Filed under: Uncategorized | Tags: comic, comic con, comiccon, microsoft paint, san diego
Filed under: Uncategorized | Tags: angel, bye bye birdie, criminal minds, Film, Hollywood, podcast, susan egan, television, trends, TV, xena warrior princess
On a whim, we recorded the following podcast at our kitchen table. We discuss certain cliches and syndromes and afflict our favorite movies and television shows. These syndromes include:
1) The Implied Goodbye
2) The Nice Bad Guy
3) Open Field Syndrome
4) Green Screen Driver
Comments, kvetches, and suggestions welcome.
The Opening Song is “How Lovely to Be a Woman” by Susan Egan. It is indeed from Bye Bye Birdie.
If the following flash does not work, here is a link to the podcast’s page.
Filed under: Uncategorized | Tags: ads, advertising, capitalism, club penguin, DICE Summit 2010, Disney, Dr. Horrible's Sing-a-long blog, Facebook, future, hulu, iPhone, jesse schell, marketing, Myspace, netflix, technology, twitter, Webkinz
We’re in a new stage of consumer evolution thanks to the latest advancements in technology. The last decade has seen Myspace, Facebook, the Wii, Dr. Horrible’s Sing-a-long Blog, Hulu, Netflix, iPods, iPads, and the myriad of innovative explosive consumer cache that these devices inherently spawn.
Facebook games, iPhone applications, and product placement are only a few examples of the highly (surprisingly) profitable weeds that sprouted from capitalism’s planter.
Jesse Schell, Carnegie Mellon professor and former Disney imagineer, spoke at the 2010 Design Innovate Communicate Entertain (DICE) Summit about these capitalist wet-dreams.
“Facebook is weird,” he announces to the crowd, “Webkinz. Wha? Really?”
Technology is revolutionizing not only our relationship with technology but our relationship with reality. Webkinz is so obscenely successful because it employs psychological tricks to keep our children playing. All the games on the website are free – in which you earn points and in game money – but the only way to spend your hard earned money is to pay a small monthly fee.
In 2007 Club Penguin, a children’s internet game, was purchased for 350 million dollars by Disney.
According to tech crunch there are over 350 million Facebook users. By the end of 2009, Twitter reached 18 million users. Now, note that there are more Farmville accounts than Twitter accounts; the massively popular facebook game has purportedly surpassed 80 million active users.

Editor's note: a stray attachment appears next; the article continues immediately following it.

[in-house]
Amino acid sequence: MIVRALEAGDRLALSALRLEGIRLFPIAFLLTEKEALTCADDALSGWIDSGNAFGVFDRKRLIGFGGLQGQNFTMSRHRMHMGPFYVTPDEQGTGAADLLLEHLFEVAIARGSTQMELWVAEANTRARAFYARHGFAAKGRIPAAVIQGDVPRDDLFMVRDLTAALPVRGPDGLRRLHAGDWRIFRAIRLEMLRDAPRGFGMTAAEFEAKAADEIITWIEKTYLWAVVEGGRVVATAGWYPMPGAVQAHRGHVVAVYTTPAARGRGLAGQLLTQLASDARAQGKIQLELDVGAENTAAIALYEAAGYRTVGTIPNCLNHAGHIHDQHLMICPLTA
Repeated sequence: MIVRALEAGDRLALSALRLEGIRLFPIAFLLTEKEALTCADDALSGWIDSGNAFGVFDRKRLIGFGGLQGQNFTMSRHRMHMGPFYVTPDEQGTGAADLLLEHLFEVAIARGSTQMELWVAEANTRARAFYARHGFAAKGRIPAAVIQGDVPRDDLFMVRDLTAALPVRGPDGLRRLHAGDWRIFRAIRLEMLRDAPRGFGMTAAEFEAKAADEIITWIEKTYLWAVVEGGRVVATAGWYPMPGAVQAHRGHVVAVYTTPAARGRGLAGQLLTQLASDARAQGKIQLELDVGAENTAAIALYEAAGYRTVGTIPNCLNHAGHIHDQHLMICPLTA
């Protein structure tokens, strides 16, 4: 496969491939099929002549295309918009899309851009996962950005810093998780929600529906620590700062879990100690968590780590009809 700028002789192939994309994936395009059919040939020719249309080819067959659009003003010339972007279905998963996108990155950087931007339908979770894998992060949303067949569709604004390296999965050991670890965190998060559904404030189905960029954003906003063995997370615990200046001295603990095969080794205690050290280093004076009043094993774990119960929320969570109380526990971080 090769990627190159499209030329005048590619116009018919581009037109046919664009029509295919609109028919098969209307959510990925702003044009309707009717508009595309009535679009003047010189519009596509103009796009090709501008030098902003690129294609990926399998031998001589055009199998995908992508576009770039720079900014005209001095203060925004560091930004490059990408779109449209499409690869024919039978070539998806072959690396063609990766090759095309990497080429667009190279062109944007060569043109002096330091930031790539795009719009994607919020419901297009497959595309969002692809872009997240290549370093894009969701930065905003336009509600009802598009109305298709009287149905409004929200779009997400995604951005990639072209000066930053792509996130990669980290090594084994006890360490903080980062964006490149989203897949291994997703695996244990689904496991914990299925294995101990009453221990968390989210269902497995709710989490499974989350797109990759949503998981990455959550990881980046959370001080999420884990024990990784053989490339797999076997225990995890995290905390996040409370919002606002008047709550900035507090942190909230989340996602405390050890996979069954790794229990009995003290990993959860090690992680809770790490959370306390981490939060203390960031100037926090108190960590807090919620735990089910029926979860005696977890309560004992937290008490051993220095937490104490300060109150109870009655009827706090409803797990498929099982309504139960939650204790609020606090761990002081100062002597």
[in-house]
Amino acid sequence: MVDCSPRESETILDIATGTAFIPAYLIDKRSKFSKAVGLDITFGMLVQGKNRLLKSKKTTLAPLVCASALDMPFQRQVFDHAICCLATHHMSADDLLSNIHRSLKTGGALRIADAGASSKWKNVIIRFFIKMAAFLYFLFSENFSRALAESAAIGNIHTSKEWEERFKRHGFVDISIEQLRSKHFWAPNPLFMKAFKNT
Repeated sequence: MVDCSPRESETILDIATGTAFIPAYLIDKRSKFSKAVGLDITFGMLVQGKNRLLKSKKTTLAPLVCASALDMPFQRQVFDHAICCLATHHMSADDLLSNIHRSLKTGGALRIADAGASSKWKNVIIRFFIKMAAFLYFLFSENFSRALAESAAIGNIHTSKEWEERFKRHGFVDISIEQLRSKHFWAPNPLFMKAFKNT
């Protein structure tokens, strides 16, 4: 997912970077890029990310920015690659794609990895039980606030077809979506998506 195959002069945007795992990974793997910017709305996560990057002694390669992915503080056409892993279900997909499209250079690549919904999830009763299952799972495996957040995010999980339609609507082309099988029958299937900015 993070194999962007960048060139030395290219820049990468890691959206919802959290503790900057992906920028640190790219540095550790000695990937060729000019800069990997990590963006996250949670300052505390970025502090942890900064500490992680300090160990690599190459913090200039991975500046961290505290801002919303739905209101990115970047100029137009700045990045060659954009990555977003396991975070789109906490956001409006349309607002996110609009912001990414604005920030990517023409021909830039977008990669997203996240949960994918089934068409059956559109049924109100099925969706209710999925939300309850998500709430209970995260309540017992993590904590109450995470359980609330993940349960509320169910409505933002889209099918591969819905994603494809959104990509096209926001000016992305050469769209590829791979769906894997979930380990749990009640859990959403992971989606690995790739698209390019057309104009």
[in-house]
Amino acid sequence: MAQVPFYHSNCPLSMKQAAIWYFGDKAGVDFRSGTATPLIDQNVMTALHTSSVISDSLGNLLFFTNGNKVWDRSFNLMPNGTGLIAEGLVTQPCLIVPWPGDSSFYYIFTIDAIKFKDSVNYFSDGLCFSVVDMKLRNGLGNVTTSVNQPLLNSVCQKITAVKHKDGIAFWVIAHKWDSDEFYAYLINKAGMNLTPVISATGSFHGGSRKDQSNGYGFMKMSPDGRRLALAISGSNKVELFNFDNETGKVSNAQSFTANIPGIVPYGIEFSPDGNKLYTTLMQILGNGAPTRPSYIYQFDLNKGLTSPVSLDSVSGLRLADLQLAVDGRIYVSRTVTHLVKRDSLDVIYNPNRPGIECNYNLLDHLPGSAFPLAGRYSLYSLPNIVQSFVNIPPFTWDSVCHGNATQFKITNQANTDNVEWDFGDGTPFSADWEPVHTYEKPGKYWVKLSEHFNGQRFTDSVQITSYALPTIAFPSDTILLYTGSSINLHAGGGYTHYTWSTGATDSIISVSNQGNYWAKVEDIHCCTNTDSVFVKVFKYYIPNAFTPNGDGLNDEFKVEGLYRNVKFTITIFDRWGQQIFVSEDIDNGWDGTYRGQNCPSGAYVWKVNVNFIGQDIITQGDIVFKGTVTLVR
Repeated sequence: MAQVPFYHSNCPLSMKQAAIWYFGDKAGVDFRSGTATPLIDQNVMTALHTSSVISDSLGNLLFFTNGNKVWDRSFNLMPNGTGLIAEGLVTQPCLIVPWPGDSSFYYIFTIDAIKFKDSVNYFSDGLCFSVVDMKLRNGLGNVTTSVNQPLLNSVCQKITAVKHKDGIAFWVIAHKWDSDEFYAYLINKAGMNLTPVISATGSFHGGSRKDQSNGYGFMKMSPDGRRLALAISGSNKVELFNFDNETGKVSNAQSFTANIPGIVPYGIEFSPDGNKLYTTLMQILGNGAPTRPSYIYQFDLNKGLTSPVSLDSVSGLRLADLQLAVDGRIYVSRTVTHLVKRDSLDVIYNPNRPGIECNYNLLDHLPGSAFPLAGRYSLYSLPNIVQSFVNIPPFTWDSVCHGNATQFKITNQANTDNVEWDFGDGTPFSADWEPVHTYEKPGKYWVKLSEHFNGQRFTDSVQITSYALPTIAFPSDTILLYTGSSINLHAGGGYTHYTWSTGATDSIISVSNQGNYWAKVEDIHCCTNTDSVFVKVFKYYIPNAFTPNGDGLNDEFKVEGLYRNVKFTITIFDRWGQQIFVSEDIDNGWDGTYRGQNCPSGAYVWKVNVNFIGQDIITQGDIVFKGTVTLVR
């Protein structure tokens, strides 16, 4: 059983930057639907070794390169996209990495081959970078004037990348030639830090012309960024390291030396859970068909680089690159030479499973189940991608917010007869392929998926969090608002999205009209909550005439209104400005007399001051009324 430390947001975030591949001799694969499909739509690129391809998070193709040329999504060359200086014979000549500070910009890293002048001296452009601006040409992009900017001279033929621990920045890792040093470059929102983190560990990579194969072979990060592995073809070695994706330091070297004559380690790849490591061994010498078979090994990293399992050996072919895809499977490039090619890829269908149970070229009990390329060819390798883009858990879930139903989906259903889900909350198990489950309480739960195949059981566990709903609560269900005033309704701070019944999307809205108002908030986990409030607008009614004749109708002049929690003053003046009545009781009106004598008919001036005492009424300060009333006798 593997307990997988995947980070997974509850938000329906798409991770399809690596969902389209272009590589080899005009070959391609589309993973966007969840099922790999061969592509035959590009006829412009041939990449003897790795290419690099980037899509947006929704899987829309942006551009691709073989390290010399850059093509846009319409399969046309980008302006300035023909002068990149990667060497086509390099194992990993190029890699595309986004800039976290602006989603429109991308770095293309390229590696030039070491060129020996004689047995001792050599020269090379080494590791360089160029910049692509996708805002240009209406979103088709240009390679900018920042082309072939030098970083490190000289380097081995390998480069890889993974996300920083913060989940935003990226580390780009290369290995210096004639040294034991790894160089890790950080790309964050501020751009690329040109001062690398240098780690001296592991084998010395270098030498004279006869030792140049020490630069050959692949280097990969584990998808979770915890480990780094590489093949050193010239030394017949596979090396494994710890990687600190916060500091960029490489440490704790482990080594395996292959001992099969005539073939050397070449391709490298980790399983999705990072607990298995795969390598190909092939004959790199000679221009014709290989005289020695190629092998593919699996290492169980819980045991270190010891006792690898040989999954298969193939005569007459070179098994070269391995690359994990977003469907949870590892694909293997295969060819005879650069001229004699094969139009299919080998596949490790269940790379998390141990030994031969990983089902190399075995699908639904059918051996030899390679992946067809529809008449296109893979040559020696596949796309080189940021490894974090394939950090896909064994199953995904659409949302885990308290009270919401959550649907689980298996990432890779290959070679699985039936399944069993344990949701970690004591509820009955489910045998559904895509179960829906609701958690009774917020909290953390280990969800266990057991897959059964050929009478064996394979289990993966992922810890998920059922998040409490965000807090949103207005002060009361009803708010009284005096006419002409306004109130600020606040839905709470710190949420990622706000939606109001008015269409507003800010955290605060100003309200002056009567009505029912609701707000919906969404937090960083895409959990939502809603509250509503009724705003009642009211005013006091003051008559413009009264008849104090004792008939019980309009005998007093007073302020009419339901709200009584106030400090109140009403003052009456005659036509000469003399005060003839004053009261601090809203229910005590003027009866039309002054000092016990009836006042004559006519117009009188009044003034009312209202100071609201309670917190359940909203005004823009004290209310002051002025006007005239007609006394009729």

The law of inertia finds that technology converges: Refrigerators fit with wi-fi, computer/tv screen, and anything else you could possibly imagine – or want – from one kitchen appliance.
Pockets are the exception.
“Pockets turn the law of divergence inside out,” said Schell, “The iPhone is a modern digital swiss army knife.” (more…)
Filed under: Uncategorized | Tags: Erika Christensen, fancast, gilmore gilrs, hulu, Lauren Graham, maura tierney, monica potter, nbc, Parenthood, Peter Krause, sam jaeger, TV
Air dates: March 2010 – ?
Main actors: Lauren Graham, Peter Krause, Monica Potter, Dax Shepard, Erika Christensen, Sam Jaeger
Availability: Hulu, Fancast, NBC Tuesday 10-11pm
Parenthood the 1989 film, repackaged for television, hit a screen near you last week. The show has been hyped as NBC’s new hit, the savior sent to resurrect the network from the depths of ratings damnation. Originally slated to premiere in September, the show had to be pushed back to March to allow for Maura Tierney’s cancer-caused departure and Lauren Graham’s arrival. This casting change also contributed to the show’s hype. This is Graham’s first television role since Gilmore Girls. Can Graham – and viewers – shed Lorlei or will fast-talking, coffee-addict forever overshadow her new roles? (more…)
Filed under: Uncategorized | Tags: Brothers & Sisters, Dax Shepard, Erika Christensen, family, Gilmore Girls, Kristen Bell, Lauren Graham, Parenthood, Peter Krause
I was excited to watch the pilot of Parenthood, mainly because of Lauren Graham (I was a big fan of Gilmore Girls, whaddya want from me?). Unfortunately, she just couldn’t charm me enough in this to save her own…pilot.
Parenthood is about two sisters and two brothers and their families. And here we have my first problem. I guess it’s just been too long since I’ve seen a show about brothers and sisters…oh wait, how about the show Brothers & Sisters?
One of the sisters (Lauren Graham) just divorced her tortured-musician-drug-addict husband and has taken her kids (troublemaker teenage girl and crying-inside-because-he-misses-Dad teenage boy) and moved closer to her family. I think my adjectives are enough to show that there’s nothing quite new and exciting in this department.